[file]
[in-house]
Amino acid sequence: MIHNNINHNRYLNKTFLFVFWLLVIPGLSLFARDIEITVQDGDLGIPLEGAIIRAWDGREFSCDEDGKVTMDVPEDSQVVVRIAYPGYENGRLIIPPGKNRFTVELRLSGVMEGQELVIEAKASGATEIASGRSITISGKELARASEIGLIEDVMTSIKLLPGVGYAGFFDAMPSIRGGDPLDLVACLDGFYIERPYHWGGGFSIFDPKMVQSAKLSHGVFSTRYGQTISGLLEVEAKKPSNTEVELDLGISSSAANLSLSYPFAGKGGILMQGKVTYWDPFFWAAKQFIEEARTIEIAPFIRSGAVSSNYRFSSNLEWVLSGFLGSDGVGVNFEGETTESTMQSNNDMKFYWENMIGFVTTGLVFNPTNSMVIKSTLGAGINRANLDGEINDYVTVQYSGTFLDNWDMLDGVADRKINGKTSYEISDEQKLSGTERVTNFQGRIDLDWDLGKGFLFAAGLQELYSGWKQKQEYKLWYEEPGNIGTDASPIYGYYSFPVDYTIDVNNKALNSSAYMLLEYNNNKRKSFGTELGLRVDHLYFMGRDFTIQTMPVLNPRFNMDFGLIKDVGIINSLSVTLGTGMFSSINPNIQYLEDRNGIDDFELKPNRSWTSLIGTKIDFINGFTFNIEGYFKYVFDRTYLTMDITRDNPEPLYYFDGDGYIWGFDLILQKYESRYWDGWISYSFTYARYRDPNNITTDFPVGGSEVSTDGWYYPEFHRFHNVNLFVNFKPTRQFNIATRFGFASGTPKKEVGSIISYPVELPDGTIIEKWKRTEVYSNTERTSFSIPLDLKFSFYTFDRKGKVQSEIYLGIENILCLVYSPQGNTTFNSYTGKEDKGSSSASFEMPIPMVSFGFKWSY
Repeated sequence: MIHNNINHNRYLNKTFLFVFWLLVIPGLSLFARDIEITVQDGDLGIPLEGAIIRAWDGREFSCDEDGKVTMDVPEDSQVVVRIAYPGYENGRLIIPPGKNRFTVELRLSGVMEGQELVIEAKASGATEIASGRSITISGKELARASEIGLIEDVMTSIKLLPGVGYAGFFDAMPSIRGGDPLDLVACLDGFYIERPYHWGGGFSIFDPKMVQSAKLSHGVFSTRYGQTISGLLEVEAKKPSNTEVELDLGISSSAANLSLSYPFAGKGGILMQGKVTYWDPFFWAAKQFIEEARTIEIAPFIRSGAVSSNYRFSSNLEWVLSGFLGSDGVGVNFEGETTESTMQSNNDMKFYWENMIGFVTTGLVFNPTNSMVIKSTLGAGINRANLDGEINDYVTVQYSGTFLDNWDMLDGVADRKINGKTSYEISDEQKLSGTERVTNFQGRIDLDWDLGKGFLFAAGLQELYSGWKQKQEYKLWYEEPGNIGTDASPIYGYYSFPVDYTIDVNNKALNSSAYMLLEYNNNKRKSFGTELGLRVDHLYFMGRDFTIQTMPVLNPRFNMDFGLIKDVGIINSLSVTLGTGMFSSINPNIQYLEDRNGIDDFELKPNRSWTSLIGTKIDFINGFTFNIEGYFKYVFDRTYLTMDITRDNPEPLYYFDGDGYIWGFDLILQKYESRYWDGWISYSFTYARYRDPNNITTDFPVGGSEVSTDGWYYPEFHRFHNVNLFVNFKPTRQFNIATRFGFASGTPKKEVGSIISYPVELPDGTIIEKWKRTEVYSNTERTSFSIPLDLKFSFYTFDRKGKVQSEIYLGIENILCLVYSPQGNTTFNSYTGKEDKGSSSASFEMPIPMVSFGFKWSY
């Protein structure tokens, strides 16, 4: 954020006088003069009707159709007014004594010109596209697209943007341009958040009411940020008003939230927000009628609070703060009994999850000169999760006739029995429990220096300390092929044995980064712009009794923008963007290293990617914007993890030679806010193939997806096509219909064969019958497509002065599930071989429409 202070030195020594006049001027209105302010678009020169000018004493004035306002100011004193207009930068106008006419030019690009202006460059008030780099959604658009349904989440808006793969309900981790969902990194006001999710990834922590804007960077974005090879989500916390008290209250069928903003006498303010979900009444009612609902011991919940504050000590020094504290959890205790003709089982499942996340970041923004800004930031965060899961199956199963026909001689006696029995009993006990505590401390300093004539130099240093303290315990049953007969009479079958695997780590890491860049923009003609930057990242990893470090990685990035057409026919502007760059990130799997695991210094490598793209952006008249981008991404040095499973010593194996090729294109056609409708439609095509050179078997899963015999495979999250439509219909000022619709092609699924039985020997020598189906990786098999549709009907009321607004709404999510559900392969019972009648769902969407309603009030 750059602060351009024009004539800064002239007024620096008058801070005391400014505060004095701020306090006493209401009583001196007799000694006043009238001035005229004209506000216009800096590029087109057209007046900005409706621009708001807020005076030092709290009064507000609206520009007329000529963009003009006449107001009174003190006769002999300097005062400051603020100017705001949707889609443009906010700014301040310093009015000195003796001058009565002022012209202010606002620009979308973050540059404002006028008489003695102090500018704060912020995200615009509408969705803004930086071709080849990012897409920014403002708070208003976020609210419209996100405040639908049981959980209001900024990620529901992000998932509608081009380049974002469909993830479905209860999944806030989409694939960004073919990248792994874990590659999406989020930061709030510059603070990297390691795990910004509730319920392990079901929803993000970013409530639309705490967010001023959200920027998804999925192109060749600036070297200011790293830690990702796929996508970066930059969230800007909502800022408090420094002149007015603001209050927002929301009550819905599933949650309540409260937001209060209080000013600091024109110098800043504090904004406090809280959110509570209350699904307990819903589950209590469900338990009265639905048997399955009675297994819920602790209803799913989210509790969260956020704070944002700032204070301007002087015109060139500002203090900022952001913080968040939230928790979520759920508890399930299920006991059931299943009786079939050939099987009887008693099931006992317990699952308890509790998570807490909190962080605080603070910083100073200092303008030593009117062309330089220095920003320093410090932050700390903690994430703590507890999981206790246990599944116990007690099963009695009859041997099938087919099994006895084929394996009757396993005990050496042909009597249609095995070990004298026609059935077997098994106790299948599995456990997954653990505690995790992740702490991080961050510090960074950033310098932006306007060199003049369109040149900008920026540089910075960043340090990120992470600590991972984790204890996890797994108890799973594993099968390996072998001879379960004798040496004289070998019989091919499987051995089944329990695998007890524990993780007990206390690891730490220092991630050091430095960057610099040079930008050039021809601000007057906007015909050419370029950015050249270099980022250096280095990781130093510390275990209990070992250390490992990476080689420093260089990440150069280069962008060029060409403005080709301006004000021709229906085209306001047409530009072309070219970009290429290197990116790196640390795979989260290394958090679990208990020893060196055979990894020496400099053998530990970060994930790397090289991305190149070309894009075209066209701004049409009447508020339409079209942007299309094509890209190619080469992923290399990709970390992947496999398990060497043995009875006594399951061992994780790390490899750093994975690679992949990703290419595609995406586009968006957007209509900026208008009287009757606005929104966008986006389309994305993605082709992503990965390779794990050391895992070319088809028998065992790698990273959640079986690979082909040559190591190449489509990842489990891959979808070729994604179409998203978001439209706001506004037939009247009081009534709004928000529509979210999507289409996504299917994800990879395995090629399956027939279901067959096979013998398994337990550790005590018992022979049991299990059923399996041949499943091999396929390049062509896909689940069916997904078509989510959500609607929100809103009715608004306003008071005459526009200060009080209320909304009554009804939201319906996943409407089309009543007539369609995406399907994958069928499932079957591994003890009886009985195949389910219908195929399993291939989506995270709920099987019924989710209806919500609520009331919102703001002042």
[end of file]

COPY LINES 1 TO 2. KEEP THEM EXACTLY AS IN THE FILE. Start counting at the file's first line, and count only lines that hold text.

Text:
[in-house]
Amino acid sequence: MIHNNINHNRYLNKTFLFVFWLLVIPGLSLFARDIEITVQDGDLGIPLEGAIIRAWDGREFSCDEDGKVTMDVPEDSQVVVRIAYPGYENGRLIIPPGKNRFTVELRLSGVMEGQELVIEAKASGATEIASGRSITISGKELARASEIGLIEDVMTSIKLLPGVGYAGFFDAMPSIRGGDPLDLVACLDGFYIERPYHWGGGFSIFDPKMVQSAKLSHGVFSTRYGQTISGLLEVEAKKPSNTEVELDLGISSSAANLSLSYPFAGKGGILMQGKVTYWDPFFWAAKQFIEEARTIEIAPFIRSGAVSSNYRFSSNLEWVLSGFLGSDGVGVNFEGETTESTMQSNNDMKFYWENMIGFVTTGLVFNPTNSMVIKSTLGAGINRANLDGEINDYVTVQYSGTFLDNWDMLDGVADRKINGKTSYEISDEQKLSGTERVTNFQGRIDLDWDLGKGFLFAAGLQELYSGWKQKQEYKLWYEEPGNIGTDASPIYGYYSFPVDYTIDVNNKALNSSAYMLLEYNNNKRKSFGTELGLRVDHLYFMGRDFTIQTMPVLNPRFNMDFGLIKDVGIINSLSVTLGTGMFSSINPNIQYLEDRNGIDDFELKPNRSWTSLIGTKIDFINGFTFNIEGYFKYVFDRTYLTMDITRDNPEPLYYFDGDGYIWGFDLILQKYESRYWDGWISYSFTYARYRDPNNITTDFPVGGSEVSTDGWYYPEFHRFHNVNLFVNFKPTRQFNIATRFGFASGTPKKEVGSIISYPVELPDGTIIEKWKRTEVYSNTERTSFSIPLDLKFSFYTFDRKGKVQSEIYLGIENILCLVYSPQGNTTFNSYTGKEDKGSSSASFEMPIPMVSFGFKWSY